April 24, 2020
The best way to describe how fish view reefs is to put it in terms of how people view something similar. Reefs are to fish what grocery stores are to people. They’re a good place to get groceries. And that’s why reef fishing is so popular and rewarding.
In the case of fishing, reefs provide structure that support the entire fisheries food chain. And they not only provide food sources congregated in one spot, but they also supply shelter for a multitude of species. A healthy reef system provides nature’s best provisions for fish.
Reefs are basically underwater structures, mostly created naturally, but some man-made (known as artificial reefs). In today’s management era, even old oil rigs, boats, and other huge structures can be sunk and begin forming artificial reefs. Over the years, as nature adds layers of deposits, the structure transforms into similar habitats as fishermen find naturally.
Natural Coral reefs are built up over centuries by living organisms. Some are soft, living reefs while others are hard, formed by limestone that is formed around polyps on the reef. These continually build up and make the reefs larger over time. Ledges and outcroppings of rocks also lend themselves to reef formation. These hard surfaces provide protection and food sources.
Fishing on reefs is fun for several reasons, but mainly because you can almost always be assured of some type of action there. That’s why hiring a professional guide to go on a fishing trip is worth the money in many cases. They know the locations of the reefs, what’s there, and what they’ll bite. All you have to do is pack a lunch, enjoy the ride, and set the hook.
There are also several ways you can catch fish off of reefs, from trolling lures over and around the reefs to bottom fishing, where you generally drop your bait directly down to the fish in the reef. Drift fishing can also produce good catches as you float your bait across the reef, covering more water than just plain bottom fishing.
One reef favorite is the Goliath Grouper. These fish get enormous, well over 100 pounds, and they put up quite a fight. They like to hang out around the reefs and sometimes give fishermen fits by stealing their catch before they can get it reeled up into the boat. One reason these fish are so popular is that they are almost everywhere large reefs exist, especially around man-made reefs and shipwrecks.
Because of the variety of fish being caught, captains will usually give fishermen some pretty heavy duty gear to fish with. It might not be necessary for a 10 pound snapper, but a huge grouper can run off with everything but your rod handle if you aren’t prepared.
While fish like barracuda, snapper, cobia, kingfish, sailfish, amberjack and the like often use reefs for feeding grounds, they can also be found hundreds of yards out away from the reefs. Summertime is an especially good time to fish the reefs, and areas near the reefs. Knowing the waters you are fishing really pays off when you can go up and down the openings in reefs to find some of the larger concentrations of fish.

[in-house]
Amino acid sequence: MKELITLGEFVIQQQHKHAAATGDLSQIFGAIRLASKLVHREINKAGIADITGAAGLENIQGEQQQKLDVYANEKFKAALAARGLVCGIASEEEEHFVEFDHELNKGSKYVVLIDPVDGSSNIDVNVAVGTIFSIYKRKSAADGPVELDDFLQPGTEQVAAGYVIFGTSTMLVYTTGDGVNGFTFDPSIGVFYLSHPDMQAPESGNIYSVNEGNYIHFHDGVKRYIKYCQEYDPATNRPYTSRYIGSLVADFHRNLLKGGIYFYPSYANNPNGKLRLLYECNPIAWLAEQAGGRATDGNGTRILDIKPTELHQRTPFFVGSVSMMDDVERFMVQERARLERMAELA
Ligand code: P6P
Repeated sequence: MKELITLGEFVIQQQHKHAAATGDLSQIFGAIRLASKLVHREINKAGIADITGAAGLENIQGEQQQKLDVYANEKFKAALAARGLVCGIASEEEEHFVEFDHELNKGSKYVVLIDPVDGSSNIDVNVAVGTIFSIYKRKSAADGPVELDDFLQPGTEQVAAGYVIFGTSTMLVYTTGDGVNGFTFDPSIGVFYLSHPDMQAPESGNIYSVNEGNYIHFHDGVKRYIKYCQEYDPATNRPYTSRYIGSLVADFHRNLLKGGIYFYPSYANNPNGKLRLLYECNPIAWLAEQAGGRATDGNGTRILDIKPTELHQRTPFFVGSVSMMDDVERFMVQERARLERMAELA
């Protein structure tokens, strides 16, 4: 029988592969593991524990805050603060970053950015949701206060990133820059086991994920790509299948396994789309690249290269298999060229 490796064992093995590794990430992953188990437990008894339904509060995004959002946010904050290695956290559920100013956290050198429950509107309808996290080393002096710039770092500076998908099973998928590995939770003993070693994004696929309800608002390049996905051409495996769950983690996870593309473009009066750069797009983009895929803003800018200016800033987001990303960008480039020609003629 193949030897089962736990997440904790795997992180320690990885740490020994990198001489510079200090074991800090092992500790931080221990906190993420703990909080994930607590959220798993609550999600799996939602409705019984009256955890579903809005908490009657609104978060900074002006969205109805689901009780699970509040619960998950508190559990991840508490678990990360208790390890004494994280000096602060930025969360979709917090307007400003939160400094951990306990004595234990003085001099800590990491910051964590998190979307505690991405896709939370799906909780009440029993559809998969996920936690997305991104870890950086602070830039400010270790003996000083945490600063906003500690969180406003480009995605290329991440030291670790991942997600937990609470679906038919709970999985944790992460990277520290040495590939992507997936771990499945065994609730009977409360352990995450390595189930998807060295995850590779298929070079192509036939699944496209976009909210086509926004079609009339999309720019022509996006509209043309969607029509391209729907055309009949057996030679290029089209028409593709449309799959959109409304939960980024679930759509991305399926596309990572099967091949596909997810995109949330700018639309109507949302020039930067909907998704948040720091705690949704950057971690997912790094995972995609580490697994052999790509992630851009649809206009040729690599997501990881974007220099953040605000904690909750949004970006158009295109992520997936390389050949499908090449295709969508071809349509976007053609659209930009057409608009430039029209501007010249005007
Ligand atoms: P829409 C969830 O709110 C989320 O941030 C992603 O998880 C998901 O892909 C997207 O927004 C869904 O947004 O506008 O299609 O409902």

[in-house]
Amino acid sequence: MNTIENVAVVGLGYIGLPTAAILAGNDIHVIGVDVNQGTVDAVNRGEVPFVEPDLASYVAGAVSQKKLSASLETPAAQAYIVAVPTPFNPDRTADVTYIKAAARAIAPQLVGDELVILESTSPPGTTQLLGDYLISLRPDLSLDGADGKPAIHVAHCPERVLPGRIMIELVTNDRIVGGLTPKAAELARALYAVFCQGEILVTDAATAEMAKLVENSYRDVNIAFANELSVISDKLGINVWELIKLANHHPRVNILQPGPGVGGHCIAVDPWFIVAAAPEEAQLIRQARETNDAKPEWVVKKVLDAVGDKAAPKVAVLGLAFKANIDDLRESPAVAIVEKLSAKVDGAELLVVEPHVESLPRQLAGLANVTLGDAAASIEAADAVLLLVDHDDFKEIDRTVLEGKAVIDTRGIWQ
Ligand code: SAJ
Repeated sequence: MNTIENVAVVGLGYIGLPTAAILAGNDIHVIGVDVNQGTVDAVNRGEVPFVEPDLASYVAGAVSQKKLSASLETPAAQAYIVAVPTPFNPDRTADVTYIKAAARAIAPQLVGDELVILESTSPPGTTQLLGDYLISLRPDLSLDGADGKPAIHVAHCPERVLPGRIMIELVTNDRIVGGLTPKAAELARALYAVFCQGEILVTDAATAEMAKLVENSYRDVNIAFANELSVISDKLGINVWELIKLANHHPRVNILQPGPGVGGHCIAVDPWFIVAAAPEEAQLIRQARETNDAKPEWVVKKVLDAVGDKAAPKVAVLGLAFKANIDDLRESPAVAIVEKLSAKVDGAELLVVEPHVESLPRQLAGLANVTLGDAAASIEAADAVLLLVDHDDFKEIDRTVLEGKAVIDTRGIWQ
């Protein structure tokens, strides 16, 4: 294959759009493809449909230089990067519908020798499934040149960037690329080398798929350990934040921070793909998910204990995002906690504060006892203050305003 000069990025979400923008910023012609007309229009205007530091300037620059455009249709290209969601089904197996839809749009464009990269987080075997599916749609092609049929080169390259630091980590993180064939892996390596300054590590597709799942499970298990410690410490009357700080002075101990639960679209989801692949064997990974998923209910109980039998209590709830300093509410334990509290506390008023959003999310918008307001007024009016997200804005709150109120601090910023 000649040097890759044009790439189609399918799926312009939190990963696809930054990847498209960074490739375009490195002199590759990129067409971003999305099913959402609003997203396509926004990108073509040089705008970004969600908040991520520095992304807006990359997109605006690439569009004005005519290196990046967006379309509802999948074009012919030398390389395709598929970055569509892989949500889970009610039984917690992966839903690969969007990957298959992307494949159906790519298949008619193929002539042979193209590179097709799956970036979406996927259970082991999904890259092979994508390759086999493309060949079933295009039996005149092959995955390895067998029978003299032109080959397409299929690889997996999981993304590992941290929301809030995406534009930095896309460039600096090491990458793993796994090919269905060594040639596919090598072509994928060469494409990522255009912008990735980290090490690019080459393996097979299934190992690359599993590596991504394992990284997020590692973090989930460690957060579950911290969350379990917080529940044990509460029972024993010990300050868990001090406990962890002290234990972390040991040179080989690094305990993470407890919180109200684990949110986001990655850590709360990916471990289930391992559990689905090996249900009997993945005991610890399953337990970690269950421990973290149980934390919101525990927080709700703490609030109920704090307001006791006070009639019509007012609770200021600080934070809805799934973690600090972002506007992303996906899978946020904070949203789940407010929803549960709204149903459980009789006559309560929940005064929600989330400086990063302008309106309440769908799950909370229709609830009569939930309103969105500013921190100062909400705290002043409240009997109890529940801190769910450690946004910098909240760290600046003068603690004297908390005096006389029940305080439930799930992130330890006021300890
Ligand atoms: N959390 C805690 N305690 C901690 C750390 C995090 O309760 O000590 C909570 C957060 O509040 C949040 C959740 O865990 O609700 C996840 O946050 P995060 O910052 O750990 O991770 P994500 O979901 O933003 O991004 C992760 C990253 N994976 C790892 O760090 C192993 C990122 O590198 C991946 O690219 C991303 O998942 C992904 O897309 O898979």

If you are the adventuresome type and don’t need a fishing pole, you can also go spearfishing around the reefs in many states. Florida is a popular spot for that. Make sure that spearfishing is allowed in the area you go to and make sure you take proper precautions for your own safety, especially to alert boaters and fishermen that you are in the area.
There are literally thousands of reef systems in the Atlantic Ocean, around the Florida Keys and even in the Gulf of Mexico. Numerous lists of popular fishing reefs are available on the internet and if you are interested in making a reef fishing trip, contact a charter captain in the area you are visiting. They can hook you up with the right gear, bait, and a trip to the hotspots.
Florida’s East Coast is home to a huge natural coral reef and it draws recreational fishermen and charter boats to it from mid-way down the coast all the way to the Keys. Some of the reef is shallow, but parts of it are extremely deep. If you aren’t familiar with the reef, you need to make sure you follow charts because you can damage your boat or the reef if you run over it in shallow locations.
In some areas, oyster beds form excellent fishing habitat. They are usually more shallow than the coral reefs and some, like those in the Chesapeake Bay, are even exposed at low tide.
Man-made reefs have been established by sinking everything from trolley cars to boats to huge piles or concrete or old oil rigs. It doesn’t take Mother Nature long to take over, as tiny free swimming larvae attach themselves and begin to grow the area into a reef.
Snapper, grouper, amberjack, ling, cobia, tuna, barracuda and halibut like to hang out around reefs. Fish often hang out in the reefs, but sometimes can be caught on the outer edges. If you’re interested in a really fun excursion, book a reef charter with a local captain; we guarantee you won’t regret it!
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